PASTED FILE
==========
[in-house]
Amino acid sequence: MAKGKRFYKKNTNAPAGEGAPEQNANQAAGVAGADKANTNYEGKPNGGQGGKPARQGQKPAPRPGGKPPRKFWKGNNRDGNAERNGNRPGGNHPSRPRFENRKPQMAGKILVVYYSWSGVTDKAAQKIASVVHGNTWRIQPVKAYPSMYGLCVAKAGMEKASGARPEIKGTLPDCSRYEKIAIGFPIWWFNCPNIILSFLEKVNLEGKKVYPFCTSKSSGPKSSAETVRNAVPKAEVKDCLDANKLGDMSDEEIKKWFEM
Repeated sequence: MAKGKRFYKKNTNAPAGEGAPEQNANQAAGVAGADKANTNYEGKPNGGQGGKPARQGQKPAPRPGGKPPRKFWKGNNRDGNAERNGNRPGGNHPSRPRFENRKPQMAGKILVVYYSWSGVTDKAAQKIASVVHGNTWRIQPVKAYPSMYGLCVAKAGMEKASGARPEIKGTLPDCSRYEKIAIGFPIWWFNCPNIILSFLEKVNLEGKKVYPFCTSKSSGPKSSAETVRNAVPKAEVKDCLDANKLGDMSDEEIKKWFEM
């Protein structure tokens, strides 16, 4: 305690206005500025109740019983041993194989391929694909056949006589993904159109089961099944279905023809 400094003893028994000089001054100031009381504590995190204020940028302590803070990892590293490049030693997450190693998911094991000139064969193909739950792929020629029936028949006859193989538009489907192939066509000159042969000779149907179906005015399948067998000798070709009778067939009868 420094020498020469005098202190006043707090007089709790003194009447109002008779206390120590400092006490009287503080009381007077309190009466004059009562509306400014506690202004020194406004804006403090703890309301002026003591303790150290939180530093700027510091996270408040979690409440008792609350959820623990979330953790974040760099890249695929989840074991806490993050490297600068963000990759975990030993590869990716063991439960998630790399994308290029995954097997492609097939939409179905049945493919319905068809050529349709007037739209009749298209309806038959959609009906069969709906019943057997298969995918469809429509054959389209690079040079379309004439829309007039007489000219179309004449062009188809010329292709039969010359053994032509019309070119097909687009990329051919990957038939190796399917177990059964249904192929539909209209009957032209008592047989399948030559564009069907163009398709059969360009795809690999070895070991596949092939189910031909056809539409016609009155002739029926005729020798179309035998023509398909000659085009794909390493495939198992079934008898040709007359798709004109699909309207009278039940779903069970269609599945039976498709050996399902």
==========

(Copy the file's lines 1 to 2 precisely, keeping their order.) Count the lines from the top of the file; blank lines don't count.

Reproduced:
[in-house]
Amino acid sequence: MAKGKRFYKKNTNAPAGEGAPEQNANQAAGVAGADKANTNYEGKPNGGQGGKPARQGQKPAPRPGGKPPRKFWKGNNRDGNAERNGNRPGGNHPSRPRFENRKPQMAGKILVVYYSWSGVTDKAAQKIASVVHGNTWRIQPVKAYPSMYGLCVAKAGMEKASGARPEIKGTLPDCSRYEKIAIGFPIWWFNCPNIILSFLEKVNLEGKKVYPFCTSKSSGPKSSAETVRNAVPKAEVKDCLDANKLGDMSDEEIKKWFEM